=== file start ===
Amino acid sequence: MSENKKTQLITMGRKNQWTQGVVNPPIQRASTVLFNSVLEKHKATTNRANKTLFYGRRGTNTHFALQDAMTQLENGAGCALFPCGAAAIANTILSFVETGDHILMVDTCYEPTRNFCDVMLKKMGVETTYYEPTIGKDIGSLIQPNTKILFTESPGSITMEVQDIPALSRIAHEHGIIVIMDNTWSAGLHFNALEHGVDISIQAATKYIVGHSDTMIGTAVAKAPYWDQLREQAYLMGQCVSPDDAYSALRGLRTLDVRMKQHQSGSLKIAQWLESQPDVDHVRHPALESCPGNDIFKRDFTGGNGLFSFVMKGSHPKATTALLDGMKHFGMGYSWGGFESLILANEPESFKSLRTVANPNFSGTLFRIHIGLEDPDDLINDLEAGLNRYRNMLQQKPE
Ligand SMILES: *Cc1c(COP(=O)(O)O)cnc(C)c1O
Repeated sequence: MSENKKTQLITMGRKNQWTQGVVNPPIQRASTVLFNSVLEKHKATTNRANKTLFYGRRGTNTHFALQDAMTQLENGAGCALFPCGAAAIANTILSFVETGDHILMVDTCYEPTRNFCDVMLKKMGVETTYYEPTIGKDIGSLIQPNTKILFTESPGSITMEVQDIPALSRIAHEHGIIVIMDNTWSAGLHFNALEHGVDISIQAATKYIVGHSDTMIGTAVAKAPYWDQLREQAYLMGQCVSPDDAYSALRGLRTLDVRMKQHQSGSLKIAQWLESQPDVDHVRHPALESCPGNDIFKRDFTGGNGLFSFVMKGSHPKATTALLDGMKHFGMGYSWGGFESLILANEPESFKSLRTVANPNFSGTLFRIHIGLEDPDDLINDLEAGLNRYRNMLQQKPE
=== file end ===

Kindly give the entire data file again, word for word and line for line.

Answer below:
Amino acid sequence: MSENKKTQLITMGRKNQWTQGVVNPPIQRASTVLFNSVLEKHKATTNRANKTLFYGRRGTNTHFALQDAMTQLENGAGCALFPCGAAAIANTILSFVETGDHILMVDTCYEPTRNFCDVMLKKMGVETTYYEPTIGKDIGSLIQPNTKILFTESPGSITMEVQDIPALSRIAHEHGIIVIMDNTWSAGLHFNALEHGVDISIQAATKYIVGHSDTMIGTAVAKAPYWDQLREQAYLMGQCVSPDDAYSALRGLRTLDVRMKQHQSGSLKIAQWLESQPDVDHVRHPALESCPGNDIFKRDFTGGNGLFSFVMKGSHPKATTALLDGMKHFGMGYSWGGFESLILANEPESFKSLRTVANPNFSGTLFRIHIGLEDPDDLINDLEAGLNRYRNMLQQKPE
Ligand SMILES: *Cc1c(COP(=O)(O)O)cnc(C)c1O
Repeated sequence: MSENKKTQLITMGRKNQWTQGVVNPPIQRASTVLFNSVLEKHKATTNRANKTLFYGRRGTNTHFALQDAMTQLENGAGCALFPCGAAAIANTILSFVETGDHILMVDTCYEPTRNFCDVMLKKMGVETTYYEPTIGKDIGSLIQPNTKILFTESPGSITMEVQDIPALSRIAHEHGIIVIMDNTWSAGLHFNALEHGVDISIQAATKYIVGHSDTMIGTAVAKAPYWDQLREQAYLMGQCVSPDDAYSALRGLRTLDVRMKQHQSGSLKIAQWLESQPDVDHVRHPALESCPGNDIFKRDFTGGNGLFSFVMKGSHPKATTALLDGMKHFGMGYSWGGFESLILANEPESFKSLRTVANPNFSGTLFRIHIGLEDPDDLINDLEAGLNRYRNMLQQKPE